Thursday, May 8, 2014

Sporterized Arisaka Redux Part 1 Dis-Assembly/Assessment

Back in April I posted about a sporterized Arisaka that I found at the Gun Show (Latest Gun Show Find).

I finally got around to taking the gun apart to see what modifications were performed and if the work was up to snuff. 
First I would like to go over a little history of the Japanese Arisaka.
The original design dates back to 1897, a Col. Arisaka Nariakira designed a gun using elements from other guns.
The type 38 was chambered in 6.5 x 50mm.
The Type 38 was revised to include elements from the German 1898 Mauser. 
Beginning with the introduction of the Type 92, The Arisaka was chambered in 7.7 x58mm, as were subsequent models, the Type 99 being the last.

The 7.7 x 58 mm has ballistics similar to  a 308 Winchester (7.62 x 51mm).
Here is a picture showing the 7.7 Jap with other similar cartridges:
From Left to Right: 7.62 x 39mm, 7.62 x 51MM NATO (308 Win), 7.62 x 54R, 7.7 x 58mm Jap & the 30-'06 Springfield

There were some 2.5 Million Type 99 rifles built at the 8 arsenals throughout Japan between 1939 and 1945. 
My rifle was made at the Nagoya Arsenal, it has the later bolt, but doesn't appear to be a "Last Ditch", so I am not sure exactly when it was made.
The "Last Ditch" rifles were made at the tail end of the war, when resources were getting scarce and time was running out. The guns were hastily put together with ersatz parts and sometimes shoddy workmanship. 

Each rifle was marked with the symbol of the Japanese Emperor, the 16 pedal Chrysanthemum flower (aka "the Mum"). Originally the receiver looked like this:
 Most of the "Mums" were ground off before the guns were surrendered to the U.S. This is what mine looks like:
You can see where the Mum was ground off.

Sporterizing surplus military rifles became quite popular in the 1950's. 
Commercial hunting rifles were expensive, while the abundant surplus guns like the Mauser, Springfield and Arisaka were dirt cheap, like under $20 (sometimes even less)!
I'm not sure when this gun was sporterized, but I would guess sometime in the 50's or early 60's.
This is what the gun originally looked like
Here is an exploded view


In the 1960's Gun Writer and Wildcater P.O. Ackley tested receivers from surplus rifles, Mausers, 1903 Springfields, Lee-Enfields, P-14s, Krags and Arisakas (both types 38 & 99) were proof tested. The Arisaka type 38 was the strongest with the type 99 coming in close second. Rumors are the pressures were in excess of 120psi.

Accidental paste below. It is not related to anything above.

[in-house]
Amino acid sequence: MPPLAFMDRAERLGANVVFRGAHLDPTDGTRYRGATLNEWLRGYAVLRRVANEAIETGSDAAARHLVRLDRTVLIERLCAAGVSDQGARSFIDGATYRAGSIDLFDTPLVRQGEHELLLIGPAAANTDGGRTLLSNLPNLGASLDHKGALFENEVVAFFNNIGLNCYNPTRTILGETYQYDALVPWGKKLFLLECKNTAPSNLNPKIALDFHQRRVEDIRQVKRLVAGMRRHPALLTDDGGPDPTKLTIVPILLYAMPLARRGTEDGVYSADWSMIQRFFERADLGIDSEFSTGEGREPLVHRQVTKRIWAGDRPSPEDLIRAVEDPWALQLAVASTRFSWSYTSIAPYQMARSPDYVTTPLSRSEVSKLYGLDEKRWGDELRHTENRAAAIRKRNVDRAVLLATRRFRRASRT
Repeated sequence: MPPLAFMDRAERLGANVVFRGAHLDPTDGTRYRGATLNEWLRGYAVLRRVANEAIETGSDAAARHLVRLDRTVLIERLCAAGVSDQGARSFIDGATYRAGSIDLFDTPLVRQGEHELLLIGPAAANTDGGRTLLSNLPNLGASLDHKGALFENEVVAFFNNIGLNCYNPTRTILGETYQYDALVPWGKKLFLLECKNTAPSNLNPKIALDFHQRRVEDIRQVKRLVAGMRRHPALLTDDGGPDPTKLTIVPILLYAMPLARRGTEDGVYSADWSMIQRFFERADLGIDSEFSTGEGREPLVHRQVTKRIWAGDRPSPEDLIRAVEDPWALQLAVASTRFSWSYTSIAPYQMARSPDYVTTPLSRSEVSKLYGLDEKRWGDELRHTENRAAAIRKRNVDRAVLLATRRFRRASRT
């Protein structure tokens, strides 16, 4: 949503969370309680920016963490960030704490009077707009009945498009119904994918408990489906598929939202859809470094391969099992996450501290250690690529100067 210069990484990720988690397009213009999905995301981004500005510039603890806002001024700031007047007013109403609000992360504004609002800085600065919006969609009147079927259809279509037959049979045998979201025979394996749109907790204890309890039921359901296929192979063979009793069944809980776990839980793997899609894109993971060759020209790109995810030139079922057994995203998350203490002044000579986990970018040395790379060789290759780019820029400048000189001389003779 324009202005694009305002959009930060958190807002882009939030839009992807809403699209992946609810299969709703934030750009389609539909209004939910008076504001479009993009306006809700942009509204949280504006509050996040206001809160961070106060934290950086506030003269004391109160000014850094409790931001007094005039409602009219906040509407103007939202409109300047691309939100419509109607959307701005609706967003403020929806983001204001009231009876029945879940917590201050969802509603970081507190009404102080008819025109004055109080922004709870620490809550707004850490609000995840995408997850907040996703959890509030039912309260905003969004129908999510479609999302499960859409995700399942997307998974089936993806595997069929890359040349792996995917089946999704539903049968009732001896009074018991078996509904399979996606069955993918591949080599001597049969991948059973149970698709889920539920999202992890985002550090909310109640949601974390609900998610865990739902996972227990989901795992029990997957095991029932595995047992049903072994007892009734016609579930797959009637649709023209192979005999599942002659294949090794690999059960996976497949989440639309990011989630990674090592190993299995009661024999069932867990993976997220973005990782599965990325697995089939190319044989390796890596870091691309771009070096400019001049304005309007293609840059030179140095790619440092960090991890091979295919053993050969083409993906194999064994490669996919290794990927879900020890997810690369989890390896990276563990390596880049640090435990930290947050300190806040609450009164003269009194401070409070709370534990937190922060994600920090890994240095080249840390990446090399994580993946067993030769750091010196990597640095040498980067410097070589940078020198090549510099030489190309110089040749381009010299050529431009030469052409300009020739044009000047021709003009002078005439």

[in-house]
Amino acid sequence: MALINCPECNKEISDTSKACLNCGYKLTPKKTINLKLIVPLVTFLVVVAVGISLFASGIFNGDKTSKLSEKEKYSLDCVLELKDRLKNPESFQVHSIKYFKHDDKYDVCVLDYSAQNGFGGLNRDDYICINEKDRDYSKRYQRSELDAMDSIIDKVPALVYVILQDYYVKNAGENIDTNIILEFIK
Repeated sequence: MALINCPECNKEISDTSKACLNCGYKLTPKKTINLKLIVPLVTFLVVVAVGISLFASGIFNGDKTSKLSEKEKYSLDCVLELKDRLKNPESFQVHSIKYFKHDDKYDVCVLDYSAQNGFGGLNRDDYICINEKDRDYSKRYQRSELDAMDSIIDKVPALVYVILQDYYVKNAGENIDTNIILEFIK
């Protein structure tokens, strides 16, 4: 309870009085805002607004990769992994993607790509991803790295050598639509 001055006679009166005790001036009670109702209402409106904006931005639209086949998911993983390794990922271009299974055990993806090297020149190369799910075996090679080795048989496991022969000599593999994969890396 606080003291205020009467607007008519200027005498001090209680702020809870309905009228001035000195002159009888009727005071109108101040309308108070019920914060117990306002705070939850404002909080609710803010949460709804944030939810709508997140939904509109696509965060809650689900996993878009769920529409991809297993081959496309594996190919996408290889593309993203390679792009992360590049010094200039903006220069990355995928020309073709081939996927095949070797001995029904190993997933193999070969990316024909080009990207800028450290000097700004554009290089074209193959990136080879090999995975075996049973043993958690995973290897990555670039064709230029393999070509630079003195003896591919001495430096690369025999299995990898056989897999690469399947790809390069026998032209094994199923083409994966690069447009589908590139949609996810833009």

So I took the gun apart to see how it was modified:

Here is the in-letting in the stock, looks pretty good, whomever did the work was patient and only took out what was needed.

Here is a picture of the safety that was added
Here is a picture showing the Safety catching the back of the trigger:

Safety On
Safety off
The safety has a nice de-tent that holds it in place.

Here is what the magazine floor plate and trigger guard look like disassembled.
 I have a laundry list of things I want to fix. The trigger guard/floor plate needs to be refinished. I will thin the trigger guard during the process, giving it a more graceful taper from front to rear.

I will also taper the rear of the magazine follower so that the bolt can be closed when empty.

I will need to remove the trigger to tighten it up and reblue the gun, so I will need to remove these pins (circled in red) and create new ones or find some bolts or screws to put it back together.
Here you can see where the barrel was touching the wood, some of the bluing is worn away.



This may or may not affect accuracy when the weather is warm and dry, but when wet and cold (aka Hunting Season) the wood can easily swell and put uneven pressure on the barrel, affecting accuracy, or at least that is the theory. I will remove some material to "free float" the barrel and then glass bed the stock to prevent any "swelling".







references
The Firearm Blog
Wikipedia
Lawrence Ordnance
Milsurps.com

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